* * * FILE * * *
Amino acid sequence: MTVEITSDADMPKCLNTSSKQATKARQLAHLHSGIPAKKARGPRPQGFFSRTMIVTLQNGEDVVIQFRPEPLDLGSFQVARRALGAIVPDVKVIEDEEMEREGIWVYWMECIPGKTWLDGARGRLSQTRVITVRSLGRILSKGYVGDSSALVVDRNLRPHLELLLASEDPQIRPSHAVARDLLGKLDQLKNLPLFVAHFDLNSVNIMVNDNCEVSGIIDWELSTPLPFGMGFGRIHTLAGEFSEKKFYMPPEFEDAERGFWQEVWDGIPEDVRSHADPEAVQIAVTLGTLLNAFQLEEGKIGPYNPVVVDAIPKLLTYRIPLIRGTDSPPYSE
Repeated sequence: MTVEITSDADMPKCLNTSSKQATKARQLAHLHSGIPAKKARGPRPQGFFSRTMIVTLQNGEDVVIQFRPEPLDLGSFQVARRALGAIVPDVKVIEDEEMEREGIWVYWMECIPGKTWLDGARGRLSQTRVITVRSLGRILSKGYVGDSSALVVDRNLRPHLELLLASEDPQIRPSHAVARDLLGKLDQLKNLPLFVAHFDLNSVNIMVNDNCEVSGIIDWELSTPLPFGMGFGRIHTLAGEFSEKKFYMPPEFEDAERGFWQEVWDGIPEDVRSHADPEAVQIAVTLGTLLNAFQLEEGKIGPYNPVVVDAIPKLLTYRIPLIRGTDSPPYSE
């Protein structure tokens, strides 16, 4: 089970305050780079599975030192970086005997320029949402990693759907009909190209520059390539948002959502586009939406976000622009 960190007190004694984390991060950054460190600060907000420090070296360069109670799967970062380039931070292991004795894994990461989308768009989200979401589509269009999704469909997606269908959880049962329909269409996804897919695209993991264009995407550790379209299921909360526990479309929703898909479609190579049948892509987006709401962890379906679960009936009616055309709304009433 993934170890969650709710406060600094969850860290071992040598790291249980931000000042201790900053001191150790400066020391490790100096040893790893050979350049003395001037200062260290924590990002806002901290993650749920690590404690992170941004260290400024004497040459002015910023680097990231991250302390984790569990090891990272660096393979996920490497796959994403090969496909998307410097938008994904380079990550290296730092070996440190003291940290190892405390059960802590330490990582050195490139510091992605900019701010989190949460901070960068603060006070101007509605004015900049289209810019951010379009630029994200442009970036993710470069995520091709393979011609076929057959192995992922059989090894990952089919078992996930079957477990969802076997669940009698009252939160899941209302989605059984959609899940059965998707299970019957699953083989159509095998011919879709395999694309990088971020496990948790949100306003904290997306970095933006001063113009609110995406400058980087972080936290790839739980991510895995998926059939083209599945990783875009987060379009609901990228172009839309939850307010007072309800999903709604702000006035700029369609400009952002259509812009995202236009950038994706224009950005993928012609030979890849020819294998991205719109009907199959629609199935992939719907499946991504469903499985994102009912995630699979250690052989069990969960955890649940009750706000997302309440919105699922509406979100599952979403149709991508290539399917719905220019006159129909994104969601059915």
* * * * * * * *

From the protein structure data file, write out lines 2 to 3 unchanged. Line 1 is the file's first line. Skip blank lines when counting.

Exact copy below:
Repeated sequence: MTVEITSDADMPKCLNTSSKQATKARQLAHLHSGIPAKKARGPRPQGFFSRTMIVTLQNGEDVVIQFRPEPLDLGSFQVARRALGAIVPDVKVIEDEEMEREGIWVYWMECIPGKTWLDGARGRLSQTRVITVRSLGRILSKGYVGDSSALVVDRNLRPHLELLLASEDPQIRPSHAVARDLLGKLDQLKNLPLFVAHFDLNSVNIMVNDNCEVSGIIDWELSTPLPFGMGFGRIHTLAGEFSEKKFYMPPEFEDAERGFWQEVWDGIPEDVRSHADPEAVQIAVTLGTLLNAFQLEEGKIGPYNPVVVDAIPKLLTYRIPLIRGTDSPPYSE
């Protein structure tokens, strides 16, 4: 089970305050780079599975030192970086005997320029949402990693759907009909190209520059390539948002959502586009939406976000622009 960190007190004694984390991060950054460190600060907000420090070296360069109670799967970062380039931070292991004795894994990461989308768009989200979401589509269009999704469909997606269908959880049962329909269409996804897919695209993991264009995407550790379209299921909360526990479309929703898909479609190579049948892509987006709401962890379906679960009936009616055309709304009433 993934170890969650709710406060600094969850860290071992040598790291249980931000000042201790900053001191150790400066020391490790100096040893790893050979350049003395001037200062260290924590990002806002901290993650749920690590404690992170941004260290400024004497040459002015910023680097990231991250302390984790569990090891990272660096393979996920490497796959994403090969496909998307410097938008994904380079990550290296730092070996440190003291940290190892405390059960802590330490990582050195490139510091992605900019701010989190949460901070960068603060006070101007509605004015900049289209810019951010379009630029994200442009970036993710470069995520091709393979011609076929057959192995992922059989090894990952089919078992996930079957477990969802076997669940009698009252939160899941209302989605059984959609899940059965998707299970019957699953083989159509095998011919879709395999694309990088971020496990948790949100306003904290997306970095933006001063113009609110995406400058980087972080936290790839739980991510895995998926059939083209599945990783875009987060379009609901990228172009839309939850307010007072309800999903709604702000006035700029369609400009952002259509812009995202236009950038994706224009950005993928012609030979890849020819294998991205719109009907199959629609199935992939719907499946991504469903499985994102009912995630699979250690052989069990969960955890649940009750706000997302309440919105699922509406979100599952979403149709991508290539399917719905220019006159129909994104969601059915």